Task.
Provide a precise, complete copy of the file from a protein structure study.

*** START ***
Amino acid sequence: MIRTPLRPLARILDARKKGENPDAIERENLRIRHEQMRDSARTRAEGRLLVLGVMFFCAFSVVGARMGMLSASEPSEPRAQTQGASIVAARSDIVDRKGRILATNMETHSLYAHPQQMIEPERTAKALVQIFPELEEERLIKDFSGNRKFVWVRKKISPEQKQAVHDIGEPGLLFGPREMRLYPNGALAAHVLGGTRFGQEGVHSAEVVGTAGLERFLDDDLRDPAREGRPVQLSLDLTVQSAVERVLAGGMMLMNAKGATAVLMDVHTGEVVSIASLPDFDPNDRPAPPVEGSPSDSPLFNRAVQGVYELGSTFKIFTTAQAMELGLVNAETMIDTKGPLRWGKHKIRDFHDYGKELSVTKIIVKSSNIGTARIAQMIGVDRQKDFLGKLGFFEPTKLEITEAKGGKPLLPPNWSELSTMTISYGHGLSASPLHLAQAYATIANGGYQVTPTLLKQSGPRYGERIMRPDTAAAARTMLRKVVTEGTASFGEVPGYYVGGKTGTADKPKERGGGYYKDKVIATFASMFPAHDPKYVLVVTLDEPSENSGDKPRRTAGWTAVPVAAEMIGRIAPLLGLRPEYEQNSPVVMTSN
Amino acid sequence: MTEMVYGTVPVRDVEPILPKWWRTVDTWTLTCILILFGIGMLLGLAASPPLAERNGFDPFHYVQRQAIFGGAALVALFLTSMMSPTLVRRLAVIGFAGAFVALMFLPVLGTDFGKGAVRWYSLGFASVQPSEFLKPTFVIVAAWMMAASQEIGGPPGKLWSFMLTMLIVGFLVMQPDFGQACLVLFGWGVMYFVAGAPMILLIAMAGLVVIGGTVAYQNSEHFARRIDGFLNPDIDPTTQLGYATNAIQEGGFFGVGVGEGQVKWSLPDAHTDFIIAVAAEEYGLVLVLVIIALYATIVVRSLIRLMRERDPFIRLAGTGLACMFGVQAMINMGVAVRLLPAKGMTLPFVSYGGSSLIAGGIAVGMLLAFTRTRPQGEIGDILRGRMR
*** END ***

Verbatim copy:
Amino acid sequence: MIRTPLRPLARILDARKKGENPDAIERENLRIRHEQMRDSARTRAEGRLLVLGVMFFCAFSVVGARMGMLSASEPSEPRAQTQGASIVAARSDIVDRKGRILATNMETHSLYAHPQQMIEPERTAKALVQIFPELEEERLIKDFSGNRKFVWVRKKISPEQKQAVHDIGEPGLLFGPREMRLYPNGALAAHVLGGTRFGQEGVHSAEVVGTAGLERFLDDDLRDPAREGRPVQLSLDLTVQSAVERVLAGGMMLMNAKGATAVLMDVHTGEVVSIASLPDFDPNDRPAPPVEGSPSDSPLFNRAVQGVYELGSTFKIFTTAQAMELGLVNAETMIDTKGPLRWGKHKIRDFHDYGKELSVTKIIVKSSNIGTARIAQMIGVDRQKDFLGKLGFFEPTKLEITEAKGGKPLLPPNWSELSTMTISYGHGLSASPLHLAQAYATIANGGYQVTPTLLKQSGPRYGERIMRPDTAAAARTMLRKVVTEGTASFGEVPGYYVGGKTGTADKPKERGGGYYKDKVIATFASMFPAHDPKYVLVVTLDEPSENSGDKPRRTAGWTAVPVAAEMIGRIAPLLGLRPEYEQNSPVVMTSN
Amino acid sequence: MTEMVYGTVPVRDVEPILPKWWRTVDTWTLTCILILFGIGMLLGLAASPPLAERNGFDPFHYVQRQAIFGGAALVALFLTSMMSPTLVRRLAVIGFAGAFVALMFLPVLGTDFGKGAVRWYSLGFASVQPSEFLKPTFVIVAAWMMAASQEIGGPPGKLWSFMLTMLIVGFLVMQPDFGQACLVLFGWGVMYFVAGAPMILLIAMAGLVVIGGTVAYQNSEHFARRIDGFLNPDIDPTTQLGYATNAIQEGGFFGVGVGEGQVKWSLPDAHTDFIIAVAAEEYGLVLVLVIIALYATIVVRSLIRLMRERDPFIRLAGTGLACMFGVQAMINMGVAVRLLPAKGMTLPFVSYGGSSLIAGGIAVGMLLAFTRTRPQGEIGDILRGRMR